Heathkit Spares and Repairs


Heathkit spare parts are increasingly difficult to obtain now and the SB-Line units were made in the 1960s so some lateral thinking is required to find solutions for broken or worn out parts.

1. Control knobs

The transmitter loading and bandwidth control knobs on the SB-101 and similar units frequently break where the lug meets the body and there are at least two different types - one with an Allen type grub screw and one with a pre-formed slot to fit over a shaped drive shaft.  The photo on the right shows both types with my repairs for which there are two different methods:

1. The upper unit has been repaired by replacing the broken off lug with a small switch spacer which is held in place using a tapped 10BA brass bolt held in place in a small hole on the main body of the knob using a two pack epoxy adhesive. This is the strongest method of the two.

2. The lower unit: The alternative is to drill a small hole through the broken lug and into the main body. A cut down dress-making pin is then roughened, covered in a two pack epoxy resin and inserted through the lug and into the main body. Some additional resin may be required in the hole in the main body. Try and gently clamp the lug in place using a small vice until the resin has set - it helps to align the break as close as possible. Excess resin, once set, may be removed with a sharp modelling knife or miniature file. Avoid getting the resin on your skin.

2. PA Tune Insulated coupler

These frequently crack, often due to being over-tightened. I have yet to find a solvent based adhesive that will work with the plastic that was used.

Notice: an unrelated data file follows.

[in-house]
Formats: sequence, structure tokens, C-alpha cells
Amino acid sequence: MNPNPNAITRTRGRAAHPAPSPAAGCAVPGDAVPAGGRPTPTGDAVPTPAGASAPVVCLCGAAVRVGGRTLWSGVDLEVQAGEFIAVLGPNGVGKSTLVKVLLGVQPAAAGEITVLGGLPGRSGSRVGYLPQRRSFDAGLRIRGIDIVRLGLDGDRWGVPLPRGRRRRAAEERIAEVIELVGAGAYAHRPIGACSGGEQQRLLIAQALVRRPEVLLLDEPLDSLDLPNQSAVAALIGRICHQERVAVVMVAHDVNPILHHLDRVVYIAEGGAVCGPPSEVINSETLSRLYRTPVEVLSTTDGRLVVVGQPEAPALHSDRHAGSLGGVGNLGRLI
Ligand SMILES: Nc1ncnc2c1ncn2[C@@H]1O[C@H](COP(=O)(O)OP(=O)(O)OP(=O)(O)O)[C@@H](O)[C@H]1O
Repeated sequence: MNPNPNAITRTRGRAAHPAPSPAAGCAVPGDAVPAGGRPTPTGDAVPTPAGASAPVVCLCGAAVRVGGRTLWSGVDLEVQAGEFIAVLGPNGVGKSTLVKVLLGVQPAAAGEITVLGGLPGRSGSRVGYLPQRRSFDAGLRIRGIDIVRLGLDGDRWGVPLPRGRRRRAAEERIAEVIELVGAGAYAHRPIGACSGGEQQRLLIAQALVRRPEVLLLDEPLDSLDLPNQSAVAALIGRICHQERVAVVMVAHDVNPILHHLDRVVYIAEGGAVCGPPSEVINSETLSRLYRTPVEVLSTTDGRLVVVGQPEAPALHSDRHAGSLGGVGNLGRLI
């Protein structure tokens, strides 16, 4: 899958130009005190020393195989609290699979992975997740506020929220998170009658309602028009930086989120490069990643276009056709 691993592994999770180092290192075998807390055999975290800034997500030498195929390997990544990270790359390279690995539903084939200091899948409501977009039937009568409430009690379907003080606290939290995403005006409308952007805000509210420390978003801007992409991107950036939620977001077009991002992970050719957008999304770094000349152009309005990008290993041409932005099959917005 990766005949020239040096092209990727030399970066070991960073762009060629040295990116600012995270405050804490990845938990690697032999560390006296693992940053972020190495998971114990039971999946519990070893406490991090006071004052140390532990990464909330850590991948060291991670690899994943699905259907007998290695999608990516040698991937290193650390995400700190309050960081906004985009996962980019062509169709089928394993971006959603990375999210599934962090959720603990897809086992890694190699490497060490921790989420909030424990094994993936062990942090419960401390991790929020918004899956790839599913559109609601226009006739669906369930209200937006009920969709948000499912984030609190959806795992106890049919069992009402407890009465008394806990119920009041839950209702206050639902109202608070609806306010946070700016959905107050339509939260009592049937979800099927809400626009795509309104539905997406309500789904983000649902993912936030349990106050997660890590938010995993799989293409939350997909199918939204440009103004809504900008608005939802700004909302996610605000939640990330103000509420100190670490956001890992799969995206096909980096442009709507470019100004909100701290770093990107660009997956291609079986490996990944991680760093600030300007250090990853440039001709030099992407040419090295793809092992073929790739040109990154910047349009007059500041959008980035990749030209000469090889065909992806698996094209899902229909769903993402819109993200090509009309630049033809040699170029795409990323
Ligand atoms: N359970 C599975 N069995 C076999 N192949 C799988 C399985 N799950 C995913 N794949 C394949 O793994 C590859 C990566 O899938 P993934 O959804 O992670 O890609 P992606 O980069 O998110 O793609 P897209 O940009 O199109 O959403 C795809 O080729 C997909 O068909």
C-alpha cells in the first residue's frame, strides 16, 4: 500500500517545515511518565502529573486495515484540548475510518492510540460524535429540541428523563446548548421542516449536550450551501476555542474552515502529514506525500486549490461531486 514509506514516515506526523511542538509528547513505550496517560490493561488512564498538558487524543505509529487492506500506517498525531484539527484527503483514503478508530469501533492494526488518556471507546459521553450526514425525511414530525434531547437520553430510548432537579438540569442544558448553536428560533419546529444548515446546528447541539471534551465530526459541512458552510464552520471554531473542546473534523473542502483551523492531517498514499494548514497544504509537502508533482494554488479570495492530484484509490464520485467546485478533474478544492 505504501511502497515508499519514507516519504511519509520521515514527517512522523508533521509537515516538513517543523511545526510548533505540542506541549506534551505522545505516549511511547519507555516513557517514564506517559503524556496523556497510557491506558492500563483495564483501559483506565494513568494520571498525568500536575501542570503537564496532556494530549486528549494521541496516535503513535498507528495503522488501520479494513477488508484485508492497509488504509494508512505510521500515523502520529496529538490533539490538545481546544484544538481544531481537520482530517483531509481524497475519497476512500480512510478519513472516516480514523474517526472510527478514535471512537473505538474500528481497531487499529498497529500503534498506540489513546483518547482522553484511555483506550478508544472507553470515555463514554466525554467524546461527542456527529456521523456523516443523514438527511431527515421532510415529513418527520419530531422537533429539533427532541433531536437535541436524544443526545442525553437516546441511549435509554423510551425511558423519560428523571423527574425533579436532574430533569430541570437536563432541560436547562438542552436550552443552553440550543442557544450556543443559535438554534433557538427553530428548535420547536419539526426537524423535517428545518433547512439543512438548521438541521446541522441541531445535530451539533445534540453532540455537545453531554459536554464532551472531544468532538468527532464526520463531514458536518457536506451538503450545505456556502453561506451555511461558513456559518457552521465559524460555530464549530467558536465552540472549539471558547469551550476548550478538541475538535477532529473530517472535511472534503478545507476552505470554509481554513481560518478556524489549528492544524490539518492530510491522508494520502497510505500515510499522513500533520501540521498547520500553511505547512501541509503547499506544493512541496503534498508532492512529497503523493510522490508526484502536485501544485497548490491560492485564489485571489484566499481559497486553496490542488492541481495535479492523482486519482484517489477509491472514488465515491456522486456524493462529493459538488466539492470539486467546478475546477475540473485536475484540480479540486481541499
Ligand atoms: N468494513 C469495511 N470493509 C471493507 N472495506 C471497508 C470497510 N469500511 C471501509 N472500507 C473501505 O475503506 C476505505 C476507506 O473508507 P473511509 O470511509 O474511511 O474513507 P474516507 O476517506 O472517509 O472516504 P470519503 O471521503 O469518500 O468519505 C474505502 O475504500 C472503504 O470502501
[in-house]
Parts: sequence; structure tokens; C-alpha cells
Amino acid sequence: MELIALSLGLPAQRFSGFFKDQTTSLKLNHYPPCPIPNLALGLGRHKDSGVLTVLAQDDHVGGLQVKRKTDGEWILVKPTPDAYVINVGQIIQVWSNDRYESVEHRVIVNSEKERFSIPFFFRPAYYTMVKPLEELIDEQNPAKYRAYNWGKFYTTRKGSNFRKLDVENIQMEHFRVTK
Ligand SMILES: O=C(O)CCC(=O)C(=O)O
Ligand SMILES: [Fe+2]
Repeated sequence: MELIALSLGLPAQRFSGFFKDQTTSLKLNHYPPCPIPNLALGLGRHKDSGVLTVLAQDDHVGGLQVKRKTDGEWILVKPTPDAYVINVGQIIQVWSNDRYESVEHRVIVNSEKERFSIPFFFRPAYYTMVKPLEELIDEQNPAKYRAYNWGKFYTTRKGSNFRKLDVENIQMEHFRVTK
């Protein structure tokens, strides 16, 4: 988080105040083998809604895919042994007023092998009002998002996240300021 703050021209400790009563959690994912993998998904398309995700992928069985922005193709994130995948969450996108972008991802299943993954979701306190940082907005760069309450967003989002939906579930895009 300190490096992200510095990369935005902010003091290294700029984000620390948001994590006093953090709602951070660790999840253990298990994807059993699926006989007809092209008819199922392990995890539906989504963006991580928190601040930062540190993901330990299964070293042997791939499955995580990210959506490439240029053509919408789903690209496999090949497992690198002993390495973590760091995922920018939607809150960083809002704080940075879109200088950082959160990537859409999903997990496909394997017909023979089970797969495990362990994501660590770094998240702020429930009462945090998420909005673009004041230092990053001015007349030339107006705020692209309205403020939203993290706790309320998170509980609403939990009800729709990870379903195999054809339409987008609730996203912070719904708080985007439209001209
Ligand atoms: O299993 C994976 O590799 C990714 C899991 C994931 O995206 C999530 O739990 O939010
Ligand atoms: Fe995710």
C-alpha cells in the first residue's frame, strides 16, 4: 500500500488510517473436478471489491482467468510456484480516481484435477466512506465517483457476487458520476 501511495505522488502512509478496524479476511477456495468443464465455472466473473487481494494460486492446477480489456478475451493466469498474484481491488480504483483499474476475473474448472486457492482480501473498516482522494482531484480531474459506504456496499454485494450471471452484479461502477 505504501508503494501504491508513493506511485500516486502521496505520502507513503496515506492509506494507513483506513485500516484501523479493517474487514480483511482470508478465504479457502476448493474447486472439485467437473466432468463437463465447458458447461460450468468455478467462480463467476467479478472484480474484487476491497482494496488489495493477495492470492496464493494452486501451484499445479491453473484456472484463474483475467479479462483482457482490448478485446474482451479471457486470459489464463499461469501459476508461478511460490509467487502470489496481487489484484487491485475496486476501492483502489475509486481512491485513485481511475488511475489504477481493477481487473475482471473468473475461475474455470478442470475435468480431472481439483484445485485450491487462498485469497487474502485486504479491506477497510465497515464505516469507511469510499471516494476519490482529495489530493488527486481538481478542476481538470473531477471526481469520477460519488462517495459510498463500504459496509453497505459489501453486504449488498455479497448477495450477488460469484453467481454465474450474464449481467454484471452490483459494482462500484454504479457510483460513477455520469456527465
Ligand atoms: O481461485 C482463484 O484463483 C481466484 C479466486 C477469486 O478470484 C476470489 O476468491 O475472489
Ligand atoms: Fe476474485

One option might be to find a piece of brass tube that is a tight fit over the coupler to use as a strengthening sleeve at each end with a clearance hole in each for the grub screw. The outer diameter of one sample was 0.503inches or 12.776mm.

3. Preselector and PA Loading O Rings

Almost every SB/HW unit that I have seen has O rings that are perished beyond reasonable use. They can be replaced with dial cord and a spring but the O rings are more convenient and are available at a reasonable cost from a Heath spares supplier in the USA. Three O rings are required, two identical smaller ones for the preselector and one larger one for the PA loading control.

As near as I can measure they are made of a solid circular material of 0.14 inch diameter and the inner diameters are 2 inches and 2.5 inches respectively.

4. Dial Vernier Adjuster

Most of my SB-line units have problems with this part in that they do not grip the clear plastic dial properly. One solution might be to lift the LMO assembly vertically to push the wheel further on to the plastic but this is not easy with the filters obscuring some of the LMO fixings. In the end I decided to make some new adjusters with larger diameter cheeks and this seems to work much better. Ideally the cheeks should be made of thin phosphor bronze or beryllium copper but having none of those I used thin tin plated steel and set the cheek spacing to 0.052inches which is about 0.008inches smaller than the thickness of the plastic.

The shaft of diameter 0.123 inches was cut from a retaining bolt from a wafer switch which was exactly the right diameter to fit the dark green front panel moulding and only tapped for a very short distance.

The original is on the left and my new one is on the right. The fixing nuts have been locked with varnish and two washers have been fitted to the front of the shaft to space it off the plastic moulding.